INDIANAPOLIS (AP) - A member of the State Board of Education asked a Marion
County judge Wednesday to throw out a lawsuit filed this week by Schools
Superintendent Glenda Ritz in Indiana’s ongoing education battle.
Ritz sued the 10 governor-appointed board members Tuesday, claiming they
violated Indiana’s open meetings law when they circumvented her last week in
seeking school performance results for the 2012-13 school year. The board
members, a mix of Republicans and Democrats, wrote a letter last week to the
leaders of the General Assembly asking the bill-drafting Legislative
Services Agency to run the school grades.
Each school in Indiana is graded on an A-F scale based on their students’
test performance and graduation rates.
The members said Ritz is dragging her feet because she doesn’t want to
release the grades, but Ritz’s office has said it does not have the data
needed to calculate the grades. Delays have been caused in part by the ISTEP
standardized testing problems earlier in the spring and by a scandal over
the school evaluation system.
Tony Walker, a Democratic member of the board, filed the request for
dismissal Wednesday. In it, he argues that Ritz does not establish a basis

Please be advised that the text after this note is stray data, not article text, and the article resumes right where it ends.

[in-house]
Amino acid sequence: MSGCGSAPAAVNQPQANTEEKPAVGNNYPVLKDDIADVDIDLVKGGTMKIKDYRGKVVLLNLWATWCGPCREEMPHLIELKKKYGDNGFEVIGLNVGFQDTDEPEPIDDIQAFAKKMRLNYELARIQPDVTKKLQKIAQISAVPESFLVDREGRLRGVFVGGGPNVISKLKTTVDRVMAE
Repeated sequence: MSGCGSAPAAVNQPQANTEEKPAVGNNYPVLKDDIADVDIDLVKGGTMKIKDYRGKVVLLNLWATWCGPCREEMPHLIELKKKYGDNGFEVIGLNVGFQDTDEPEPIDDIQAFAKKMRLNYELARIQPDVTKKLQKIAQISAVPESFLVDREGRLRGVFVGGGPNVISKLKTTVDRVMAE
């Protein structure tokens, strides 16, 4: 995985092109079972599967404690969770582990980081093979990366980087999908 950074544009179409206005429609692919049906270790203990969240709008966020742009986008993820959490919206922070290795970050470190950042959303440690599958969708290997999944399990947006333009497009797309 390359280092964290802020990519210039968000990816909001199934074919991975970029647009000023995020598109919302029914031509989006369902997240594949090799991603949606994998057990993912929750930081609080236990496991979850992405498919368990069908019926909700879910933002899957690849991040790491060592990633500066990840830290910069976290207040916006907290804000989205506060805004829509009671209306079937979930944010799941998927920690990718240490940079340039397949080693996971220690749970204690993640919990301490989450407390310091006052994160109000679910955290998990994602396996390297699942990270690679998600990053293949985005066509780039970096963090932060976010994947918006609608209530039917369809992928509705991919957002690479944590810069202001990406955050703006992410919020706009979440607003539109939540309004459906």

for suing him.
Tensions between Ritz, a Democrat who unseated Bennett in last year’s
election, and the board members, including many close Bennett allies, have
been growing throughout the year. The lawsuit marked the sharpest escalation
yet in the ongoing power struggle.
Democratic legislative leaders said Tuesday that the board’s latest move is
an effort to “sidestep the law” by taking away the grades from the
Department of Education. But Republican staffers, meanwhile, began
circulating a video clip of Ritz at a state board meeting saying she would
welcome the Legislative Services Agency’s help with the grades. “Actually,
the department is more than excited about doing a check. That just makes
sure what we are going to release is correct,” Ritz said in the video,
during a presentation from the pair of investigators who reviewed Bennett’s
changes to the grading formula.
The A-F grades are used to calculate teacher pay and school funding, as well
as to determine if schools face a state takeover. The current grading
formula is being re-crafted by a bipartisan panel of educators and political
House Speaker Brian Bosma, R-Indianapolis, and Senate President Pro Tem
David Long, R-Fort Wayne, appeared to request that LSA deliver the grades
directly to the state board in their letter approving the move: “We would
appreciate LSA providing the A-F calculations to the Board as soon as
possible, so that the Board can prepare to issue grades expeditiously.”
But some board members have said their intention was only to have LSA run
the grades, while leaving the final issuing with the Department of